TCS Daily


Losing the War on the Air

By Glenn Harlan Reynolds - March 31, 2003 12:00 AM

Despite all their vaunted technology, and months of prewar planning, they've looked disorganized and unimpressive since the actual fighting started. They seem bewildered, behind the curve, and slow to respond to unanticipated developments, too smug about their superior performance in Gulf War I to take the challenges of this one seriously. It's beginning to look as if they've been sucker-punched by an old foe who's thought several moves ahead.

Yes, the television networks have done a thoroughly unimpressive job of covering the war. And it's surprising. After all, cable television covered the first Gulf War pretty well, and now they have the benefits of drastically advanced communications technology, allowing embedded reporters to send back reports from wherever they are, live and almost unedited.

And that's a lot of the problem. The "embedding" program has been a stroke of genius for the Pentagon, but it's been a disaster for the networks. The embedded journalists have come to identify with their units, and have formed a bond with American soldiers and Marines that will likely last a lifetime and fundamentally alter the character of the press in terms of its relations with the military. And - because they're embedded with units and traveling with ordinary soldiers - they're sending back a soldier's-eye-view of the war, which the networks feel they have to air because of its immediacy, and because they've invested so much in the technology that makes such reportage possible.

The trouble with a soldier's-eye-view, of course, is that soldiers never know much about what's actually going on - just their small piece of the battlefield. This means that the networks' reports have been a thousand points of disorganized light, the equivalent of the random pixels of television "snow." And like television "snow," the effect can be hypnotic, but little information is actually conveyed.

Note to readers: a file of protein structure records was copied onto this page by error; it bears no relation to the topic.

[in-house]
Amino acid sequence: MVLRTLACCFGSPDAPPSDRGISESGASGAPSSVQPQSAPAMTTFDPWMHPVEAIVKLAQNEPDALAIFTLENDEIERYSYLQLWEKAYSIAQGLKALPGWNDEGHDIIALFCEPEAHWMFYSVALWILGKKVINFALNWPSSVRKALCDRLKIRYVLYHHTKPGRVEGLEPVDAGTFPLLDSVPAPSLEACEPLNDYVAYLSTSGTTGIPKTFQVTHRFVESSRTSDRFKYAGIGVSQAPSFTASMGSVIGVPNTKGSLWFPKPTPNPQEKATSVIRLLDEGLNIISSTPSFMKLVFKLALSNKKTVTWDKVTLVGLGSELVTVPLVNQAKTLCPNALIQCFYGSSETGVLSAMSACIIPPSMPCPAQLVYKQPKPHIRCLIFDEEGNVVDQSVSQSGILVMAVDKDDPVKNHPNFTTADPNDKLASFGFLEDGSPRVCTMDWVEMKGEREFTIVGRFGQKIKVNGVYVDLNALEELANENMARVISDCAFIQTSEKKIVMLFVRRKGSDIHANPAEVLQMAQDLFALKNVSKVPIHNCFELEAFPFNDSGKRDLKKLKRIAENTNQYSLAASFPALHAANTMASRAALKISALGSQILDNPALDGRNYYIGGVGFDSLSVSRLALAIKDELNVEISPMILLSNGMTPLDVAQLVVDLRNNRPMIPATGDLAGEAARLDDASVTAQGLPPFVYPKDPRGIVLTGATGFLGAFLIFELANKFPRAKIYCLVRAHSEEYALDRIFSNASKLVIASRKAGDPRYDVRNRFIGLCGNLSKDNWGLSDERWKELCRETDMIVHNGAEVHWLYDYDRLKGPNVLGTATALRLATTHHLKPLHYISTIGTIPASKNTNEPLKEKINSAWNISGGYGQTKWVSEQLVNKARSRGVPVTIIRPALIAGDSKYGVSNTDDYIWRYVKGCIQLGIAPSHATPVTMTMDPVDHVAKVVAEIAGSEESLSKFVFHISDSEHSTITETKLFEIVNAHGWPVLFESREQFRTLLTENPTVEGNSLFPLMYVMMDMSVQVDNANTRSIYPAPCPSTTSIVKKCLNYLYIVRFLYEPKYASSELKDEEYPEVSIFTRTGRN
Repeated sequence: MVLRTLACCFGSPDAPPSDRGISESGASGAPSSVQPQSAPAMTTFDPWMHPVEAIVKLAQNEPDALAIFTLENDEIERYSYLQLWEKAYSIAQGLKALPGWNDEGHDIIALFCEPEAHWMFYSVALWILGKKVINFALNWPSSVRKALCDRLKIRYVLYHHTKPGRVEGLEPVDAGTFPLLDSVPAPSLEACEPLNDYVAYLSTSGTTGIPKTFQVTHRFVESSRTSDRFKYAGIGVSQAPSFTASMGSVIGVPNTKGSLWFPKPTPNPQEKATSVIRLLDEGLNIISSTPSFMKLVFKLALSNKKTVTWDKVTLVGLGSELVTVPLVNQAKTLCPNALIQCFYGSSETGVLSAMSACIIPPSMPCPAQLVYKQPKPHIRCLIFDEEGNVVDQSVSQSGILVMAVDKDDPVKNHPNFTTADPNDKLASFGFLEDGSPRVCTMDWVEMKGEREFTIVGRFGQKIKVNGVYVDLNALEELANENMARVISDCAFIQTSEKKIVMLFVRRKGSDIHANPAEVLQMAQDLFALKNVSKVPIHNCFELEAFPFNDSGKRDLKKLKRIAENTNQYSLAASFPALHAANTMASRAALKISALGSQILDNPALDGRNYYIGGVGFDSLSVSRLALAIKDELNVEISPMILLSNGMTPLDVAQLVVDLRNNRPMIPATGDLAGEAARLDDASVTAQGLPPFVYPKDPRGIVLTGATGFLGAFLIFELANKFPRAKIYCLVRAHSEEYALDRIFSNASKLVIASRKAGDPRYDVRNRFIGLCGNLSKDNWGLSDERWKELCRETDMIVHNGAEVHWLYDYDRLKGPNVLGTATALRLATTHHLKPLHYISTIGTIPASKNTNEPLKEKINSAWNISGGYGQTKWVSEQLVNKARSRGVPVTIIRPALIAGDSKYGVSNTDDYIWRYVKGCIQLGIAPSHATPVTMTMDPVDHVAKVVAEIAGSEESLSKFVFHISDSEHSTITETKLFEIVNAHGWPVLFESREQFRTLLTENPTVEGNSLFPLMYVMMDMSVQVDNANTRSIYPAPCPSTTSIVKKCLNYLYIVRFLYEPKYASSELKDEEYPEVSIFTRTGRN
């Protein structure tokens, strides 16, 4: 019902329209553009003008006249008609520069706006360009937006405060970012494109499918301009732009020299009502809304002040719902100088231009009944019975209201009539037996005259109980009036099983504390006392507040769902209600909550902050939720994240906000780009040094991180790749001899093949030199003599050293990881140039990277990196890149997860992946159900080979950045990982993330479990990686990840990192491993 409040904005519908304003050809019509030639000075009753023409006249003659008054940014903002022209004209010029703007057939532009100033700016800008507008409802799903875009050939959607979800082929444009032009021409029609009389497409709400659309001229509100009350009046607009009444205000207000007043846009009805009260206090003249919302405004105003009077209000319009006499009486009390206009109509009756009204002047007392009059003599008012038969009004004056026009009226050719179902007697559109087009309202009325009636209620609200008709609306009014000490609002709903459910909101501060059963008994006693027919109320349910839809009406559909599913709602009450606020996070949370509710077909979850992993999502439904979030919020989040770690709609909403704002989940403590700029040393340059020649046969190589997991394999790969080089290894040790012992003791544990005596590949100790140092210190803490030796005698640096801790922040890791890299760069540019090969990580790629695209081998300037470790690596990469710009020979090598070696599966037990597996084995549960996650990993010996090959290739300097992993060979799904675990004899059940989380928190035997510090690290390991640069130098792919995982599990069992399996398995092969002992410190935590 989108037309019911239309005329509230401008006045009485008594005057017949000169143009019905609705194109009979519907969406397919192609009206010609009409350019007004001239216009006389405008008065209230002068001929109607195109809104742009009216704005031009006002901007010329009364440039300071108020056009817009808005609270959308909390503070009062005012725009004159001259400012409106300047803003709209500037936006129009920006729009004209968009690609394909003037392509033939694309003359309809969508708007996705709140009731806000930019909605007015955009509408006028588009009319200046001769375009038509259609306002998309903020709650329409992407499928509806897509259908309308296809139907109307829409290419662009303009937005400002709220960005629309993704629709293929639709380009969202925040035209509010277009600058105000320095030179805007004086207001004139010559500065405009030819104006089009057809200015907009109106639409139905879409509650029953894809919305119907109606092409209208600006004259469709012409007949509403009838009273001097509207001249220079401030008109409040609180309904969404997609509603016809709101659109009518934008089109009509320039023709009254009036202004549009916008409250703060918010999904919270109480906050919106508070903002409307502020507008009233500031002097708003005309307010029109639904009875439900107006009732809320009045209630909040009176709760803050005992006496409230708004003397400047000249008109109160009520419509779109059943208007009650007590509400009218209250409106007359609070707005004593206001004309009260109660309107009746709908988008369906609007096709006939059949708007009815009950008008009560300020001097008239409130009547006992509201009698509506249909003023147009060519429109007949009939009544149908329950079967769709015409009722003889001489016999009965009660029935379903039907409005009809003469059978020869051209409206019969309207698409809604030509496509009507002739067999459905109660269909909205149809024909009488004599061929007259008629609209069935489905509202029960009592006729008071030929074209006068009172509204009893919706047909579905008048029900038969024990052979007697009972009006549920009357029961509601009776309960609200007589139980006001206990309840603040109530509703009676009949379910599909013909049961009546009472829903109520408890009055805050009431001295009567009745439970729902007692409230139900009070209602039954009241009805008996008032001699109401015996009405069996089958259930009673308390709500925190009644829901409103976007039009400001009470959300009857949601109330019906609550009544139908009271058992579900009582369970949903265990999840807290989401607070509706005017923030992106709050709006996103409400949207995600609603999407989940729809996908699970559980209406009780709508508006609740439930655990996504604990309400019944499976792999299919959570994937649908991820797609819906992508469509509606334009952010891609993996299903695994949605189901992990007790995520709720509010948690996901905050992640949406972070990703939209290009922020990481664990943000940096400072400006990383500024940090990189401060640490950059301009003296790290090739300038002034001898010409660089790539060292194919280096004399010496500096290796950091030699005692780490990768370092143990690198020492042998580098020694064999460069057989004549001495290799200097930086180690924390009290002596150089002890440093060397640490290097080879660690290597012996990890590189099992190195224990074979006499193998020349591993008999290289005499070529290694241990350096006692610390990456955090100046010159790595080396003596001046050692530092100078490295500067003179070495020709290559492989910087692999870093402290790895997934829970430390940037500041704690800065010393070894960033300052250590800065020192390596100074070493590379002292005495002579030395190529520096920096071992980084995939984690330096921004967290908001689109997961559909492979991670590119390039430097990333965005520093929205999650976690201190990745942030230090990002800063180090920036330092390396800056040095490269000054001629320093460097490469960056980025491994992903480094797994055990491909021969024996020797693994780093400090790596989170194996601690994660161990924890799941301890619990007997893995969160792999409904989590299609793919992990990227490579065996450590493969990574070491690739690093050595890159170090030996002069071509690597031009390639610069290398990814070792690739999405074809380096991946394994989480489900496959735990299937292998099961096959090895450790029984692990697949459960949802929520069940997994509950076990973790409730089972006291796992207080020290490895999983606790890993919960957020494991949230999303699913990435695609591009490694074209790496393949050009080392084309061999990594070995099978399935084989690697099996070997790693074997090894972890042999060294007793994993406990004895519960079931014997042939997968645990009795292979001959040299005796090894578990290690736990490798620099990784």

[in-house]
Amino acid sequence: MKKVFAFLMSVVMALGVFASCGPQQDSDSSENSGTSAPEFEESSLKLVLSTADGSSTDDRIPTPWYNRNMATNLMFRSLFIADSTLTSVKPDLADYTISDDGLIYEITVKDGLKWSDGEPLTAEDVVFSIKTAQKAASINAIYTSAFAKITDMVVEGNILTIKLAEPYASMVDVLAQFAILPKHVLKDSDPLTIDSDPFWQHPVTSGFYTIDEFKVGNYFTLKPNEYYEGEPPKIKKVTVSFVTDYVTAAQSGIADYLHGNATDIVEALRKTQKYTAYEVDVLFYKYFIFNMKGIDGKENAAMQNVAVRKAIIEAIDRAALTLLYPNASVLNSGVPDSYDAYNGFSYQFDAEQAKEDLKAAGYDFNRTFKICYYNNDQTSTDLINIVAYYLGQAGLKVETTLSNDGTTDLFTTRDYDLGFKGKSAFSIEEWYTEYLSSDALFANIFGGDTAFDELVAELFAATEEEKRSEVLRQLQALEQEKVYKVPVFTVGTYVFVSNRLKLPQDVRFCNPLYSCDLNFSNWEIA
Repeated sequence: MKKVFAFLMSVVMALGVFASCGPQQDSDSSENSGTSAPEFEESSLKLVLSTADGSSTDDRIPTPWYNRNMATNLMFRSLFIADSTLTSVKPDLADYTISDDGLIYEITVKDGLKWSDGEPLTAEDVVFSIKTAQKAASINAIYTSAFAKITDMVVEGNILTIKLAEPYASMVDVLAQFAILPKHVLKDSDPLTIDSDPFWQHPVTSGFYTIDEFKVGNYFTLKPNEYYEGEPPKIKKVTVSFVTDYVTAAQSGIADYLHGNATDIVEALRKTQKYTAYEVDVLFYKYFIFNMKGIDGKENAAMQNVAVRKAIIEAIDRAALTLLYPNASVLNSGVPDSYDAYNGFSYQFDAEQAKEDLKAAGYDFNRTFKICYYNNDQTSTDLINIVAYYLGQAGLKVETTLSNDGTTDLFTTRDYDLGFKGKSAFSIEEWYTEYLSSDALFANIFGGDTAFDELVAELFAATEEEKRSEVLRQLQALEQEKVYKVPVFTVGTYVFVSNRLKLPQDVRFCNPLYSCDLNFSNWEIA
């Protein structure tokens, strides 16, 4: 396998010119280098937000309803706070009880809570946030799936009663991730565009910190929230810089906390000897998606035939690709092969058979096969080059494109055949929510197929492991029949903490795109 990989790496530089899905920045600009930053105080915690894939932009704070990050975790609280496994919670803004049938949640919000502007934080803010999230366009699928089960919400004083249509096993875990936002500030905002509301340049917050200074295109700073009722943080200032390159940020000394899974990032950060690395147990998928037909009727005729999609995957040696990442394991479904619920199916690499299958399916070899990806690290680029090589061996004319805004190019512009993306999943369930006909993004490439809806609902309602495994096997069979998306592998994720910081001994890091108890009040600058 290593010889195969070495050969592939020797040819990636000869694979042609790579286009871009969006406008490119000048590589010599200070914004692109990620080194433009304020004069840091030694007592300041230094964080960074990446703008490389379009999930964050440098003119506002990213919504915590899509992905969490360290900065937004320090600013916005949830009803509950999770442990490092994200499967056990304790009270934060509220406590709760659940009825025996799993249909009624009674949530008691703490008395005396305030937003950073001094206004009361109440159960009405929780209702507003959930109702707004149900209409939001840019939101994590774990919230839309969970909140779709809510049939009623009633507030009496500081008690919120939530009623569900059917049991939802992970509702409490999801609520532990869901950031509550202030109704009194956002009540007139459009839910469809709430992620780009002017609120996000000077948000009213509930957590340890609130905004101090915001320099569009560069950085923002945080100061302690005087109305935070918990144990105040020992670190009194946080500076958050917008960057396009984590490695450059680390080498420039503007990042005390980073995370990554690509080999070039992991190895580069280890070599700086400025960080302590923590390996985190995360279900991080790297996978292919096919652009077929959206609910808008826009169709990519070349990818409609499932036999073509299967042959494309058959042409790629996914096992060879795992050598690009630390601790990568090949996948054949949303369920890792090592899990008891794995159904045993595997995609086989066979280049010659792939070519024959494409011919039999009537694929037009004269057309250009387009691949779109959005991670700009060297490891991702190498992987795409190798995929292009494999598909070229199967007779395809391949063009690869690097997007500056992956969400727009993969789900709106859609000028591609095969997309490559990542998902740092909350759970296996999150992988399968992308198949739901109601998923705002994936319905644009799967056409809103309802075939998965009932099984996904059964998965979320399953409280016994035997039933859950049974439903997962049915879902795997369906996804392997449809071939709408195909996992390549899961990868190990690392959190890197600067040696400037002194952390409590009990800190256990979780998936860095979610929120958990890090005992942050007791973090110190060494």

This is fine with the Pentagon, which isn't especially interested in helping the world get a big-picture view of its operations just now anyway. Oh, it has some short-term PR costs, as inexperienced journalists confuse a minor firefight with an important military engagement, but those costs are minor compared with the disinformational benefits, and the long-term effect on the press corps itself.

So what could the networks do to address this problem? Well, they might try organizing those points of light. This is where Steven Levy's comparison between webloggers and embedded reporters breaks down. The embedded reporters' first-person accounts are bloglike in that they're first-person, but unlike blogs they're not a part of a conversation: embedded reporters don't watch each other's reports and try to knit them together into a meaningful Big Picture view. Bloggers do (though to be fair, many have become frustrated at the difficulty of getting a clear picture of the war to date). Embedded reporting is still a lecture, not a conversation, and it doesn't lend itself to the integration of information. Compare most of the Big Media reporting to this post on Tim Blair's weblog to see what I mean.

Unfortunately, Big Media outfits are shutting down reporters' weblogs, not encouraging them. CNN Correspondent Kevin Sites' weblog was stopped at CNN's orders, even though he was providing all sorts of cool stuff including photos and audio posts, CNN apparently saw this as a distraction to Sites, when they should have seen it as a way of getting more work out of him for free: if they had linked to his blog from CNN.com, and perhaps even broadcast some of the audio and photos, it would have improved coverage that, so far, isn't impressing very many people.

Jeff Jarvis writes that competition will eventually change the attitudes of Big Media folks toward journalists' blogs, and that that will be a good thing. He's probably right, but they've already lost the initiative with this war. Too bad.
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